Non-academic inequities that exist between Montgomery schools because of large, private donations have reached a point where both the Montgomery County Board of Education and the Montgomery County Council are concerned.
In richer areas of the county, parents in booster clubs can raise $100,000 annually for items such as electronic scoreboards, when other booster clubs struggle to raise $10,000.
The County Council’s Education Committee sent a letter March 20 to school board President Christopher S. Barclay stating its concern about the inequities, and asking the board to explain its current policies for accepting the donations.
The school board should “evaluate whether the intent of the policy has kept pace with the rapidly changing socio-economic environment of Montgomery County,” council members Valerie Ervin, Philip Andrews and Craig Rice wrote.
The council may not realize that the school board’s policy committee is already in the process of reviewing one of its policies on this topic, said Patricia B. O’Neill, policy committee chair.
The policy requires school parent groups and foundations to get the board’s approval before raising money for capital projects over $50,000, such as the scoreboards. All projects approved by the board must then be appropriated by the County Council.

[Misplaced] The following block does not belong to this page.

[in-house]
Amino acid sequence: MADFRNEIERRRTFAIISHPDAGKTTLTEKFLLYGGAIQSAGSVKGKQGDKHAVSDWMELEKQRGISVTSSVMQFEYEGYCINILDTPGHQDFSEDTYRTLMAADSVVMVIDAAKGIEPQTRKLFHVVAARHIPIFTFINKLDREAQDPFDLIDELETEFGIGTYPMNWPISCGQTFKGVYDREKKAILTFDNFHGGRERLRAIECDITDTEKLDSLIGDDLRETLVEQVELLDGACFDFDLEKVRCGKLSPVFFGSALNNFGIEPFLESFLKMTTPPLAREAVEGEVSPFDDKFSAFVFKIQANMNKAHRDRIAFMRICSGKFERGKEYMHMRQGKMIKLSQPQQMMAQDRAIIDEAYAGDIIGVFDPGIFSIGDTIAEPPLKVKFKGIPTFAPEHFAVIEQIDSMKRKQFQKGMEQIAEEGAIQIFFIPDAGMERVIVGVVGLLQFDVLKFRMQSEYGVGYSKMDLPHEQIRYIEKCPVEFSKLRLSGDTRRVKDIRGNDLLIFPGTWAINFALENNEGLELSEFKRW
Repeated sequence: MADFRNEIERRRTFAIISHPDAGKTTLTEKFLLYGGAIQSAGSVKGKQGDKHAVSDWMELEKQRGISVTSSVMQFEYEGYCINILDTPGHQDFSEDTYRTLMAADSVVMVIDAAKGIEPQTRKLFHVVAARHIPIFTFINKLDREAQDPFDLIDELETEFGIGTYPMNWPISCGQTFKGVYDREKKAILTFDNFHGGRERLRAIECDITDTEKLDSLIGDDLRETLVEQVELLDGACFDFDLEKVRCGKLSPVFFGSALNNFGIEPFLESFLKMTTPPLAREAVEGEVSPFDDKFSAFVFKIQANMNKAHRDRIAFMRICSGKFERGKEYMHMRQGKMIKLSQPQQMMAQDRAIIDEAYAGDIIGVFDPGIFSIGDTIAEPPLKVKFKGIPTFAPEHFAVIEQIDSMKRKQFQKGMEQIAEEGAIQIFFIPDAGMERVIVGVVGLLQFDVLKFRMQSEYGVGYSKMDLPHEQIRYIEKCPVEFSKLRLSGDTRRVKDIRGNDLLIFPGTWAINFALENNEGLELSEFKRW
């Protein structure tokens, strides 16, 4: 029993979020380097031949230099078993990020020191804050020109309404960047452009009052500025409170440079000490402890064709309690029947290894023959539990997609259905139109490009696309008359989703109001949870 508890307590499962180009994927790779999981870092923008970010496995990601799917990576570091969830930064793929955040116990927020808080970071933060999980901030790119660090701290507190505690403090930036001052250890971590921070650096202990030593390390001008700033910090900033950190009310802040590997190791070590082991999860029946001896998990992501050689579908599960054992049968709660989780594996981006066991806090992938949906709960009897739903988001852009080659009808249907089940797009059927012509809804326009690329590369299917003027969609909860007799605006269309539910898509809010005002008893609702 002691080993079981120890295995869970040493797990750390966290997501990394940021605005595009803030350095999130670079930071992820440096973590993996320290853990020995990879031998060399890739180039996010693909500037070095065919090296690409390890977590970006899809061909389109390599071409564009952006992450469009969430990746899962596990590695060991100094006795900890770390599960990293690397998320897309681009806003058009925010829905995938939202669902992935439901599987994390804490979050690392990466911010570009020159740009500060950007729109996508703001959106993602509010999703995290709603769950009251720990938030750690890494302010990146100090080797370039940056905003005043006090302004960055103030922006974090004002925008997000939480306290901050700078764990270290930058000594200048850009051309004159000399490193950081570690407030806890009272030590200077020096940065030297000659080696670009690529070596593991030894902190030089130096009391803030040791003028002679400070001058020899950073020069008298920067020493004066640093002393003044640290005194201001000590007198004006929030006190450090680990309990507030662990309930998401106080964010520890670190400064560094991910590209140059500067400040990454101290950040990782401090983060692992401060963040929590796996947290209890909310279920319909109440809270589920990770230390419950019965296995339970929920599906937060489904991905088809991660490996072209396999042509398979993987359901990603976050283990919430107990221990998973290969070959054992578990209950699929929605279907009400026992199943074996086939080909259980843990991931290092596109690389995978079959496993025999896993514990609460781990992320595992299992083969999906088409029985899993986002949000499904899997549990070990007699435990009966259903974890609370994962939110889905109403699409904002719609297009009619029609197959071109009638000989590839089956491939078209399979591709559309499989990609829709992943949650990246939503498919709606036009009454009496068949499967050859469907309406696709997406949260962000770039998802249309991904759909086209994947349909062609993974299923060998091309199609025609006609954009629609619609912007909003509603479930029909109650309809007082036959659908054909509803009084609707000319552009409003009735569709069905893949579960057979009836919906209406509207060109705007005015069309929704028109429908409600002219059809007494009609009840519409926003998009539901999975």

The policy for smaller donations was reviewed and updated in September. Those do not have to be approved, but there are restrictions on what groups can raise money for. For example, groups cannot pay for staffing during school hours.
The committee obtained information from staff about different projects that have been requested and approved by schools in the last 18 months, and reviewed the information at a January meeting. At that meeting, O’Neill (Dist. 3) of Bethesda requested that the information be sent to the full board. The committee plans to revisit the issue at is next meeting, May 10, O’Neill said.
The County Council wants its own meeting to discuss the issue. O’Neill said it is up to the school board, not the County Council, to make decisions on school policies.
Barclay (Dist. 4) of Takoma Park said Thursday he does not see an issue with the school board’s current policies, and he has not heard from the community that they are concerned, either.
He pointed out that the capital projects do not give an academic advantage.
Barclay said he understands that different school communities are able to raise more funding than others.
“We will continue to work on how to support schools that may not have the tremendous amount of outside resources to call upon,” he said.
Some schools in Montgomery have more than 85 percent low-income students, while others have less than 5 percent.